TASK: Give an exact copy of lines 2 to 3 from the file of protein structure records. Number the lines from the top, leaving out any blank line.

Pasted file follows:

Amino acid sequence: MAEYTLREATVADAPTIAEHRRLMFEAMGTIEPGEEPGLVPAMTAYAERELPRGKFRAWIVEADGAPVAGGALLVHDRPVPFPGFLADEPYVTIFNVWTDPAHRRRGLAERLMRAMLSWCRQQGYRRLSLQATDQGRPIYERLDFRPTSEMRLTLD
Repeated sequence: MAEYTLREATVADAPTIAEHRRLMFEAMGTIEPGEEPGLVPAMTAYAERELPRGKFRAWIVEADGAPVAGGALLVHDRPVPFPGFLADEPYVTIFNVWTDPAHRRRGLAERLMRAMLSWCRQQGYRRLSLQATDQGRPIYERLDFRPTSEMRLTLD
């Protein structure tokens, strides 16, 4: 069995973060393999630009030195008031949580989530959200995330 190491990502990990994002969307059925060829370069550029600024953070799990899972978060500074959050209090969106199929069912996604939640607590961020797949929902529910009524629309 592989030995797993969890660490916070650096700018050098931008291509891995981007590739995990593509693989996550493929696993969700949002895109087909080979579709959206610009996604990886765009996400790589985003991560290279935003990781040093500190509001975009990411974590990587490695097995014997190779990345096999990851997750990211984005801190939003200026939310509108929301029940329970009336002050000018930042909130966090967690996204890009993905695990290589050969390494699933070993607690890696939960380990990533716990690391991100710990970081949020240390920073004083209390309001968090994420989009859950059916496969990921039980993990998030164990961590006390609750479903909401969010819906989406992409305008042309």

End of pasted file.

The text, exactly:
Repeated sequence: MAEYTLREATVADAPTIAEHRRLMFEAMGTIEPGEEPGLVPAMTAYAERELPRGKFRAWIVEADGAPVAGGALLVHDRPVPFPGFLADEPYVTIFNVWTDPAHRRRGLAERLMRAMLSWCRQQGYRRLSLQATDQGRPIYERLDFRPTSEMRLTLD
């Protein structure tokens, strides 16, 4: 069995973060393999630009030195008031949580989530959200995330 190491990502990990994002969307059925060829370069550029600024953070799990899972978060500074959050209090969106199929069912996604939640607590961020797949929902529910009524629309 592989030995797993969890660490916070650096700018050098931008291509891995981007590739995990593509693989996550493929696993969700949002895109087909080979579709959206610009996604990886765009996400790589985003991560290279935003990781040093500190509001975009990411974590990587490695097995014997190779990345096999990851997750990211984005801190939003200026939310509108929301029940329970009336002050000018930042909130966090967690996204890009993905695990290589050969390494699933070993607690890696939960380990990533716990690391991100710990970081949020240390920073004083209390309001968090994420989009859950059916496969990921039980993990998030164990961590006390609750479903909401969010819906989406992409305008042309």